Published on 13 Feb 2014

Another #ukstorm to hit on Friday

Having just dealt with one of the most powerful storms of the winter yesterday, tomorrow will see another slam into the UK.

Whilst tomorrow’s storm won’t produce winds as strong as what we experienced yesterday, it will still pack enough of a punch to cause further problems and disruption.

The routine of bracing ourselves for yet more stormy weather may now be familiar, but gets no easier, as our saturated land is unable to hold any more water.

dawlish_waves_g_wp

Many homes alongside the River Thames are at risk of flooding, with the rivers Severn and Wye also threatening properties too.

The Somerset Levels are still under water, with little prospect of the situation improving significantly any time soon.

Tomorrow’s storm will bring the usual combination of heavy rain and severe gales, spelling more misery in the days to come.

Heavy rain

As the storm moves northwards during Friday and Saturday, it will deliver another soaking across the country.

The latest information suggests that southern and western parts of the UK will see the greatest amount of rain, with 15-25mm falling widely and as much as 40mm over the hills, mountains and moors.

This will only elevate the risk of river and surface water flooding, given that the ground has no capacity to absorb any more water.

The latest Environment Agency three-day flood risk forecast highlights the lower reaches of the Thames at a high risk of flooding in the next few days, along with the Somerset Levels.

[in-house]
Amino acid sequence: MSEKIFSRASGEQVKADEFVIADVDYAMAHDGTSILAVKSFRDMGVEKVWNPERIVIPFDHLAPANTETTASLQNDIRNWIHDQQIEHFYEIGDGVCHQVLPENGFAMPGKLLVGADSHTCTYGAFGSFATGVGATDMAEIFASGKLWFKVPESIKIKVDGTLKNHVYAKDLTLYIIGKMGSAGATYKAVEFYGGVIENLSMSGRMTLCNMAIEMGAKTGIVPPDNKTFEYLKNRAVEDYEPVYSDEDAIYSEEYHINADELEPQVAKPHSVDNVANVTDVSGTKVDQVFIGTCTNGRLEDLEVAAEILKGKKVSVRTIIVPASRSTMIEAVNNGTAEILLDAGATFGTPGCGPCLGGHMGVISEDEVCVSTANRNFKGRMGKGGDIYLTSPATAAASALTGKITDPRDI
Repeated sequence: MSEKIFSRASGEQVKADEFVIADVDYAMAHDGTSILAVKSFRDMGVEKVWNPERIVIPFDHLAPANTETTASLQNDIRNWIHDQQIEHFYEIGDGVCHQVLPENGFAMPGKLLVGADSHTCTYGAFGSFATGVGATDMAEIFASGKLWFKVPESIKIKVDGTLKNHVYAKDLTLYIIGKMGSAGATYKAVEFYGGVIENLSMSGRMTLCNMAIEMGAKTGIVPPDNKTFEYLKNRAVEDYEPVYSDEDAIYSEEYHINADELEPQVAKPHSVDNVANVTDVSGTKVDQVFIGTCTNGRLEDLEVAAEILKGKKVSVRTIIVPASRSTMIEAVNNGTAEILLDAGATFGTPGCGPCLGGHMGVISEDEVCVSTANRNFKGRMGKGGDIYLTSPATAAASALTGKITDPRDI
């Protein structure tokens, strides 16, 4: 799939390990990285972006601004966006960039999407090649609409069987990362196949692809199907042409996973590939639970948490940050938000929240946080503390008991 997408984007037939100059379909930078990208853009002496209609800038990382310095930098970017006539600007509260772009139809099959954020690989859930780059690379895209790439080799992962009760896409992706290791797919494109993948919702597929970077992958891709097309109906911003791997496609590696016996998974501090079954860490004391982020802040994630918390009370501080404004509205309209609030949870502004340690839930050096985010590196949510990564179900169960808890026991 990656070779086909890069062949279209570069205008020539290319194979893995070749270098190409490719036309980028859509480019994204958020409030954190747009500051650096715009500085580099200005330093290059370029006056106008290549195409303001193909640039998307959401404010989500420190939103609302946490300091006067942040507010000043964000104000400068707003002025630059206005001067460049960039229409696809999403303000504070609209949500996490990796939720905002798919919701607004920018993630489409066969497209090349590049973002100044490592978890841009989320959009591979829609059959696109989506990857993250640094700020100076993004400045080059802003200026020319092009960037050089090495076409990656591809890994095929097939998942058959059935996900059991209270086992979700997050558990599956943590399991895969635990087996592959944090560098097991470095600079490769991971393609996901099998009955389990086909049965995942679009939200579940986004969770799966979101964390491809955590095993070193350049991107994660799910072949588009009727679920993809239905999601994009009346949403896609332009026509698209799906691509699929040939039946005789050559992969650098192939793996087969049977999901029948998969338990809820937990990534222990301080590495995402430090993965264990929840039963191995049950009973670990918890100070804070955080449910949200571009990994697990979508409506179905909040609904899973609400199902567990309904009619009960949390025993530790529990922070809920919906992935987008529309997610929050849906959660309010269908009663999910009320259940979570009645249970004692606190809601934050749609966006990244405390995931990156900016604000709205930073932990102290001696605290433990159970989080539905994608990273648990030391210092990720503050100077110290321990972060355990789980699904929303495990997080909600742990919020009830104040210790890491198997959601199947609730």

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Environment Agency flood risk forecast – low (yellow), orange (medium), red (high)

Severe gales

Gales or severe gales will also arrive with the next storm, with coastal counties of southern England and East Anglia seeing the strongest gusts of wind.

In these areas, gusts could reach 60-70mph widely, with 80mph along the coast. For the rest of the UK, gusts in the range of 40-60mph are likely.

With sea defences weakened along the Dorset coast from storms earlier this winter, the Environment Agency is warning that there is a high risk of coastal flooding during Friday and Saturday.

Signs of a respite next week

Finally, there seems to be some good news on the weather charts next week. The jet stream is going to weaken significantly from around 200mph to 125mph.

sunny_coast_g_wpAs the jet stream develops these storms and acts as a conveyor belt for transporting them, a weakening jet stream means that low pressure systems will be less intense and more infrequent.

So, whilst it is not going to stay completely dry, it’s unlikely to be as windy and there’ll be longer drier spells between the bands of rain.

Don’t forget, you can get the latest forecast on the Channel 4 Weather website. I’ll also be posting regular updates on Twitter – @liamdutton

Tweets by @liamdutton

One reader comment

  1. Sheldon Kusselson says:

    Blended Total Precipitable Water loop shows the next storm well as it heads toward Western Europe at:
    http://www.ospo.noaa.gov/Products/bTPW/TPW_Animation.html?product=EUROPE_TPW .
    It is another Atmospheric River of moisture helping to feed the storm with warm moist subtropical air that begins to clash with cold, dry air to the north. Looks like it is heading a bit south of the last storm…so southern UK and parts of France look vulnerable this time for Friday. In the U.S. this would be called the St. Valentine’s Day Storm.

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